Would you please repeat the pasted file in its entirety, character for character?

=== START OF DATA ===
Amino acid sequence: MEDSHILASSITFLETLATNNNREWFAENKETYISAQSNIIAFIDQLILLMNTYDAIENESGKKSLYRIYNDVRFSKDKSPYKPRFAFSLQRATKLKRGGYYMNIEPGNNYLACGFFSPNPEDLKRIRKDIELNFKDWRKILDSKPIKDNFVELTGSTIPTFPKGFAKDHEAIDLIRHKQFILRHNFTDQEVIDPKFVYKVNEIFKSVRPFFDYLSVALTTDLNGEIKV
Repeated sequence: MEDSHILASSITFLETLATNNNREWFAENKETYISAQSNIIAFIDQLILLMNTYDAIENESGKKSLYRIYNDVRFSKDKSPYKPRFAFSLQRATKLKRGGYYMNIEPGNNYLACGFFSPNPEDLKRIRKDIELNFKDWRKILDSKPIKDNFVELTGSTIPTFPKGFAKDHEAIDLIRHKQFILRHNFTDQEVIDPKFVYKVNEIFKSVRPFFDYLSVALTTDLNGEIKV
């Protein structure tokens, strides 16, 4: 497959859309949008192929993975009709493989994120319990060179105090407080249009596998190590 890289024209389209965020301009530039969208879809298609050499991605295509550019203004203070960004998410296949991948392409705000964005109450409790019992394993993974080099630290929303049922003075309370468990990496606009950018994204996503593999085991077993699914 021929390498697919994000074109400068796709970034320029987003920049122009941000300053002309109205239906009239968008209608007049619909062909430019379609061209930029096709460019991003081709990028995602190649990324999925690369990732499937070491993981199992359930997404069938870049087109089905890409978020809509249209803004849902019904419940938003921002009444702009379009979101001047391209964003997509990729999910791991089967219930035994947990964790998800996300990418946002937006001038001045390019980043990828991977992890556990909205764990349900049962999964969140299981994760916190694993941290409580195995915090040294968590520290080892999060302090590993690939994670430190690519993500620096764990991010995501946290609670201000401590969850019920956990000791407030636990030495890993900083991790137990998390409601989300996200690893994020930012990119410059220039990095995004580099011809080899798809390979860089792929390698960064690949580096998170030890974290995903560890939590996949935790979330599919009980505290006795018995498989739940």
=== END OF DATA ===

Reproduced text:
Amino acid sequence: MEDSHILASSITFLETLATNNNREWFAENKETYISAQSNIIAFIDQLILLMNTYDAIENESGKKSLYRIYNDVRFSKDKSPYKPRFAFSLQRATKLKRGGYYMNIEPGNNYLACGFFSPNPEDLKRIRKDIELNFKDWRKILDSKPIKDNFVELTGSTIPTFPKGFAKDHEAIDLIRHKQFILRHNFTDQEVIDPKFVYKVNEIFKSVRPFFDYLSVALTTDLNGEIKV
Repeated sequence: MEDSHILASSITFLETLATNNNREWFAENKETYISAQSNIIAFIDQLILLMNTYDAIENESGKKSLYRIYNDVRFSKDKSPYKPRFAFSLQRATKLKRGGYYMNIEPGNNYLACGFFSPNPEDLKRIRKDIELNFKDWRKILDSKPIKDNFVELTGSTIPTFPKGFAKDHEAIDLIRHKQFILRHNFTDQEVIDPKFVYKVNEIFKSVRPFFDYLSVALTTDLNGEIKV
């Protein structure tokens, strides 16, 4: 497959859309949008192929993975009709493989994120319990060179105090407080249009596998190590 890289024209389209965020301009530039969208879809298609050499991605295509550019203004203070960004998410296949991948392409705000964005109450409790019992394993993974080099630290929303049922003075309370468990990496606009950018994204996503593999085991077993699914 021929390498697919994000074109400068796709970034320029987003920049122009941000300053002309109205239906009239968008209608007049619909062909430019379609061209930029096709460019991003081709990028995602190649990324999925690369990732499937070491993981199992359930997404069938870049087109089905890409978020809509249209803004849902019904419940938003921002009444702009379009979101001047391209964003997509990729999910791991089967219930035994947990964790998800996300990418946002937006001038001045390019980043990828991977992890556990909205764990349900049962999964969140299981994760916190694993941290409580195995915090040294968590520290080892999060302090590993690939994670430190690519993500620096764990991010995501946290609670201000401590969850019920956990000791407030636990030495890993900083991790137990998390409601989300996200690893994020930012990119410059220039990095995004580099011809080899798809390979860089792929390698960064690949580096998170030890974290995903560890939590996949935790979330599919009980505290006795018995498989739940």